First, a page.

Let me add one more comment concerning Avise’s PNAS paper. In the last entry, I focused on his argument that introns counts as evidence against intelligent design. We saw the whole argument fails if we envision design working through evolution. But I want to you to notice something else. In the paragraph preceding the discussion of introns, Avise wrote:
Approximately 1% of all known genes in the human genome encode molecular products that our cells employ to build spliceosomes and conduct splicing operations on premRNA. All this rigmarole has some advantages (e.g., opportunities for alternative splicing during ontogeny and exon shuffling during evolution, both of which can generate functional protein diversity), but such benefits do not come without major fitness costs.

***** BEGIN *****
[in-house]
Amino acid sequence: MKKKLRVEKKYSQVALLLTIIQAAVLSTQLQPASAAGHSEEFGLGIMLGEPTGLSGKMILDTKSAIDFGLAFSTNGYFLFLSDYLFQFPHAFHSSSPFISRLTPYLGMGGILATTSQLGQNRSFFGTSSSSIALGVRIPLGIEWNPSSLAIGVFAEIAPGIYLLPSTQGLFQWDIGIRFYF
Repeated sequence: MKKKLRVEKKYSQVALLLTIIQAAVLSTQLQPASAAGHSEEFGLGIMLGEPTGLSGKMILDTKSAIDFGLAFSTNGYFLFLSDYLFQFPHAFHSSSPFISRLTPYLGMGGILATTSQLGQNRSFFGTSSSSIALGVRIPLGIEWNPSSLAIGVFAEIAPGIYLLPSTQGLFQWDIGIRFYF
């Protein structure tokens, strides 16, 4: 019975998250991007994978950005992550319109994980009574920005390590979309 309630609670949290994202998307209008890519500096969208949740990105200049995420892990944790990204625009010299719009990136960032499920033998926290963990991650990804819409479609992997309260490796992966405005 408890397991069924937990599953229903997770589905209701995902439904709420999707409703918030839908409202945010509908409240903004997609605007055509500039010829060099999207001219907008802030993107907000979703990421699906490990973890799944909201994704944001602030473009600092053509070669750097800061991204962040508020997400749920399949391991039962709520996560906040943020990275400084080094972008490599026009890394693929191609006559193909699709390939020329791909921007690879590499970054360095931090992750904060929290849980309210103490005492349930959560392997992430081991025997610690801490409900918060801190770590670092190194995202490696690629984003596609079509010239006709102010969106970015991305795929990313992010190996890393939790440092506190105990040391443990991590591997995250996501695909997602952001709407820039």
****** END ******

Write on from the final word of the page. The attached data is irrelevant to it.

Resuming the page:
Note that Avise describes alternative splicing as something that confers “some advantage.” Some advantage. As if alternative splicing is just a minor factor in evolution.
Now let’s contrast this to the abstract from a paper by Stephanie Boue, Ivica Letunic, and Peer Bork (Alternative splicing and evolution. BioEssays 2003 25:1031–1034):
Alternative splicing is a critical post-transcriptional event leading to an increase in the transcriptome diversity. Recent bioinformatics studies revealed a high frequency of alternative splicing. Although the extent of AS conservation among mammals is still being discussed, it has been argued that major forms of alternatively spliced transcripts are much better conserved than minor forms.(1) It suggests that alternative splicing plays a major role in genome evolution allowing new exons to evolve with less constraint.
“A major role in genome evolution” sounds a tad more than “some advantage “ to me. In fact, consider the conclusion of Boue et al.: